pieces. One of her works, "Playful- herself run in the Olympics this
ness" is a life-sized sculpture of a summer. She holds national and
child protecting his kitten from a international records in the 100-
diminuitive dog. Included in her yard dash, the 220-yard run, and
collection is a portrait sculpture of short-distance sprints, and has de-
the classic features of Robert Hef- feated all other women contestants
feran. repeatedly in exhibition and other
Miss Bailey became interested in meets.
modeling about three years ago,
and since then she has exhibited LAFAYETTE, Indiana, May 13.-
work in the Detroit Art Museum. Purdue -University last week pre-
This summer a patron who recog- sented its annual open house pro-
nizes her talent is sending her to gram which is arranged each year
study at the Pennsylvania Acad- to come simultaneously with. thne
emy ofTine At. annual 4-H club state round-up
which attracted approximately 1,-
Kentucky has 4,781 acres of state 600 boys and girls from over the
park valued at $881,000. state for a three day session here.

Proper Horsemanship
Is Courtesy Discussed
by Riding Instructor
"Many enthusiastic horsewomen
have becn asking me about the fine
points of riding courtesy, appear-
ance, and treatment of her mount,"
said Miss Hilda Burr, English rid-
ing instructor in the physical edu-
cation department, in a recent irn-
"A good horsewoman is always
courteous to her companions" Miss
Burr continued. "She slows up to
a walk when meeting or passing

the stage," He declared. "It is high-
ly mechanized, and during the
course of a production, an actor
never gets a moment's rest. Of
course, California vacations are a
"Joan Crawford," opined Mr. Vail,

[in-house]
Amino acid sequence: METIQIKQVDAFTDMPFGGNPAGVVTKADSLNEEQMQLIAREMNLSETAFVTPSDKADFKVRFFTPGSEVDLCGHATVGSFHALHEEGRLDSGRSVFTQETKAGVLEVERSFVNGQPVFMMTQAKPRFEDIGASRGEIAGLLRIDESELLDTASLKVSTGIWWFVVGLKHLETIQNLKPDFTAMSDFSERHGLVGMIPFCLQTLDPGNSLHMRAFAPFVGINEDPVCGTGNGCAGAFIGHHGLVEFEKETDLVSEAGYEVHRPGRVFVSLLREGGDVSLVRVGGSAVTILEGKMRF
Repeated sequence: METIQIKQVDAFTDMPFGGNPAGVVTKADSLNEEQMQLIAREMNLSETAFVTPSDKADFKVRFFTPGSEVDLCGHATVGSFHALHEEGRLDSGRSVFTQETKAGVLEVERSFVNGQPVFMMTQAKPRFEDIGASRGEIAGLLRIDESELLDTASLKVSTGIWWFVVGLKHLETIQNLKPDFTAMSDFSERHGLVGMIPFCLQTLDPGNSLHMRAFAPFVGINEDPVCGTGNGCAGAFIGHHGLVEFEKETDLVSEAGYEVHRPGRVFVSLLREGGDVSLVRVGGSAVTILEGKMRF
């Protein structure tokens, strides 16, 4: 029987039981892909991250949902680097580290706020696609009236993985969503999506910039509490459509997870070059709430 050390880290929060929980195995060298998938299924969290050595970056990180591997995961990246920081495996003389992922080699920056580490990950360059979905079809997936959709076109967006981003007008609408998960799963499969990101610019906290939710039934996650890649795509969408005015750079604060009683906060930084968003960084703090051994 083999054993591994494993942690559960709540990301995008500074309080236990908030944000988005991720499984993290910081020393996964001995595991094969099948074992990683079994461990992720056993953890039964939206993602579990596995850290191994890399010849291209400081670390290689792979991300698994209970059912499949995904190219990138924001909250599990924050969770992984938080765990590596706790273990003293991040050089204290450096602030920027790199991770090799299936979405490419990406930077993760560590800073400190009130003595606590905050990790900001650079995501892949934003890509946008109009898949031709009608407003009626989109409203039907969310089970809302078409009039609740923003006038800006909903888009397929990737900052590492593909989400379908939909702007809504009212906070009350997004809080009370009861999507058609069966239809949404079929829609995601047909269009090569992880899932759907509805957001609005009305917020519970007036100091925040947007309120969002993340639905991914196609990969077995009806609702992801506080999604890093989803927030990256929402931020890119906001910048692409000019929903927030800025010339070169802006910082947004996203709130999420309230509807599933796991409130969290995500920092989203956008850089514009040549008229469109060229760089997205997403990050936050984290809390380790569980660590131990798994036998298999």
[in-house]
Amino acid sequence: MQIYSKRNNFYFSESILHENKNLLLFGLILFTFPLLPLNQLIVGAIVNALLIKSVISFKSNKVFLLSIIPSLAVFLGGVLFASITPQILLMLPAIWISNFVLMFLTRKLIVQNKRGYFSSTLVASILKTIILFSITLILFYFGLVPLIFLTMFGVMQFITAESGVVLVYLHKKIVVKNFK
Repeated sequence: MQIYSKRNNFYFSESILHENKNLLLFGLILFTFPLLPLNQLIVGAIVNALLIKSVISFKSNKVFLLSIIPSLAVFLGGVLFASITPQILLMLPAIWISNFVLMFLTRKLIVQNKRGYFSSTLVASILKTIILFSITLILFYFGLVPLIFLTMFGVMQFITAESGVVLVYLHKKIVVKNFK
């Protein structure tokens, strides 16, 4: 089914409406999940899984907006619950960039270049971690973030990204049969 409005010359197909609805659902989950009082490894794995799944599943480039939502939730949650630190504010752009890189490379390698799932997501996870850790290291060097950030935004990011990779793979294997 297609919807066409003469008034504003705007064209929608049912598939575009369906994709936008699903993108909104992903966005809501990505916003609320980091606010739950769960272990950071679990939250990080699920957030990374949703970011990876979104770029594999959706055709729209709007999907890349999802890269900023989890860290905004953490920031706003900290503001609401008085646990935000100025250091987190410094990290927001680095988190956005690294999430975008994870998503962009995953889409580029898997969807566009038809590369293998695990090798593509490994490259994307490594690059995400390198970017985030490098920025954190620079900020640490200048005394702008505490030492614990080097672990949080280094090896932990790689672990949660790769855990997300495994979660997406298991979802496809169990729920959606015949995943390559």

"is swell and is splendid to work
with. The whole movie world is like
a band wagon, though. They're
won derful when you're on the way
up, but the story's different if you
start slipping."
always hold herself well in the sad-
dle, and not let the reins flap. Her
habit must never be bright or flashy
and she should never ride with
short stirrups.
"A good horsewoman always walks
her horse down hill, around corners,
and across bridges and hard roads.
She never canters or gallops on a
hard or stony surface; never rides
fast up a steep hill; and never
brings her mount back to the stable
in a heated condition.
In conclusion Miss Burr added,
"An experienced rider always has
her mount in hand so that she can
pull up when she wants to. She
doesn't allow her horse to do what
it wants, or go as fast as it wishes,
for she is always in control."

All women interested in the
supper ride sponsored by the Wo-
men's Athletic Association this
afternoon will please be at 4:30
o'clock at the Fairground Sta-
bles. The ride will last until 7:30
o'clock and the cost for ride and
supper will be $2.00. Horses
should be reserved from Mr.

I .

other riders; lets her companions
know when she is going to trot or
canter; rides slowly with inexperi-
enced friends; and never rides
within a horses length of the one in
The average riders appearance
would be much improved if she
would be careful to keep her elbows
in and her heels down. She should

. i" I
i "
r S +" f e r +iw arr



Created for the discriminating stu-
i I dent and alumnus of the University

of Michigan.

The ring, a product of jos-

ten's Treasure-Craftsmen, truly is a thing
of beauty.
It is furnished with or without stone, in
cold or in silver, with your Fraternity or
Sorority Crest or the University Seal.
This is the ring recently adopted as offi-
cial for the University of Michigan.